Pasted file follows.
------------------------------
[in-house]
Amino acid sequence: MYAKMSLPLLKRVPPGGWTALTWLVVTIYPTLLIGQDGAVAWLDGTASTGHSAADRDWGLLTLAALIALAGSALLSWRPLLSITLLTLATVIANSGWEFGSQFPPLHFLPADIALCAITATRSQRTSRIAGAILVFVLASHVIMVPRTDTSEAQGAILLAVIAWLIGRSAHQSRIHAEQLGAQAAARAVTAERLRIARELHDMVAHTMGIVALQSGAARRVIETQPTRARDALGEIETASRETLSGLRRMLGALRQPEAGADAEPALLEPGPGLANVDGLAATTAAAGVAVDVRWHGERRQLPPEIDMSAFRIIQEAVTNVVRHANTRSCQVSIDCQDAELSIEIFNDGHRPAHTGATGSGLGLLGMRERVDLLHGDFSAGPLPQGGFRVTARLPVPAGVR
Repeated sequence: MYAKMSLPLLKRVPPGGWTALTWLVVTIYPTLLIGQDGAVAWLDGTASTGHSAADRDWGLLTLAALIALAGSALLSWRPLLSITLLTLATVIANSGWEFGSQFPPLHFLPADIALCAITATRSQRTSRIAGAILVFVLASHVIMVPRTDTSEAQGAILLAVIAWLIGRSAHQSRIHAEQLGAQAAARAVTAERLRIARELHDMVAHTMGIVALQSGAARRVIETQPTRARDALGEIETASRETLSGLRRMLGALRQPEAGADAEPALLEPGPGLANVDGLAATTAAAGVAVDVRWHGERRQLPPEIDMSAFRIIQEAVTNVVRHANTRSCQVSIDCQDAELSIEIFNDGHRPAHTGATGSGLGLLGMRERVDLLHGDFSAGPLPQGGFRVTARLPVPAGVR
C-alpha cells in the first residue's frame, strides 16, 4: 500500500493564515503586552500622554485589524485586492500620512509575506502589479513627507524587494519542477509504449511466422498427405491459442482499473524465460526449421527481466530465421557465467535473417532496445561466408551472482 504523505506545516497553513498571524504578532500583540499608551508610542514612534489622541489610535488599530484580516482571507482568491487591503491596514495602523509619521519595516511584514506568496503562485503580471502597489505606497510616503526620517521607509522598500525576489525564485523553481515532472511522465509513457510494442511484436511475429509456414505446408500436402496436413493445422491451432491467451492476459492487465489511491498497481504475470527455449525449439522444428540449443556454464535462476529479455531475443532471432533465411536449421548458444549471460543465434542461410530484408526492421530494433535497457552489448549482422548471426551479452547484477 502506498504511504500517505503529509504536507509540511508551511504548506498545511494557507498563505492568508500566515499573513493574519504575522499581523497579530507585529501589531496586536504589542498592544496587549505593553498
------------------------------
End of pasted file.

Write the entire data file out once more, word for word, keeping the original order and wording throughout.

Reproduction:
[in-house]
Amino acid sequence: MYAKMSLPLLKRVPPGGWTALTWLVVTIYPTLLIGQDGAVAWLDGTASTGHSAADRDWGLLTLAALIALAGSALLSWRPLLSITLLTLATVIANSGWEFGSQFPPLHFLPADIALCAITATRSQRTSRIAGAILVFVLASHVIMVPRTDTSEAQGAILLAVIAWLIGRSAHQSRIHAEQLGAQAAARAVTAERLRIARELHDMVAHTMGIVALQSGAARRVIETQPTRARDALGEIETASRETLSGLRRMLGALRQPEAGADAEPALLEPGPGLANVDGLAATTAAAGVAVDVRWHGERRQLPPEIDMSAFRIIQEAVTNVVRHANTRSCQVSIDCQDAELSIEIFNDGHRPAHTGATGSGLGLLGMRERVDLLHGDFSAGPLPQGGFRVTARLPVPAGVR
Repeated sequence: MYAKMSLPLLKRVPPGGWTALTWLVVTIYPTLLIGQDGAVAWLDGTASTGHSAADRDWGLLTLAALIALAGSALLSWRPLLSITLLTLATVIANSGWEFGSQFPPLHFLPADIALCAITATRSQRTSRIAGAILVFVLASHVIMVPRTDTSEAQGAILLAVIAWLIGRSAHQSRIHAEQLGAQAAARAVTAERLRIARELHDMVAHTMGIVALQSGAARRVIETQPTRARDALGEIETASRETLSGLRRMLGALRQPEAGADAEPALLEPGPGLANVDGLAATTAAAGVAVDVRWHGERRQLPPEIDMSAFRIIQEAVTNVVRHANTRSCQVSIDCQDAELSIEIFNDGHRPAHTGATGSGLGLLGMRERVDLLHGDFSAGPLPQGGFRVTARLPVPAGVR
C-alpha cells in the first residue's frame, strides 16, 4: 500500500493564515503586552500622554485589524485586492500620512509575506502589479513627507524587494519542477509504449511466422498427405491459442482499473524465460526449421527481466530465421557465467535473417532496445561466408551472482 504523505506545516497553513498571524504578532500583540499608551508610542514612534489622541489610535488599530484580516482571507482568491487591503491596514495602523509619521519595516511584514506568496503562485503580471502597489505606497510616503526620517521607509522598500525576489525564485523553481515532472511522465509513457510494442511484436511475429509456414505446408500436402496436413493445422491451432491467451492476459492487465489511491498497481504475470527455449525449439522444428540449443556454464535462476529479455531475443532471432533465411536449421548458444549471460543465434542461410530484408526492421530494433535497457552489448549482422548471426551479452547484477 502506498504511504500517505503529509504536507509540511508551511504548506498545511494557507498563505492568508500566515499573513493574519504575522499581523497579530507585529501589531496586536504589542498592544496587549505593553498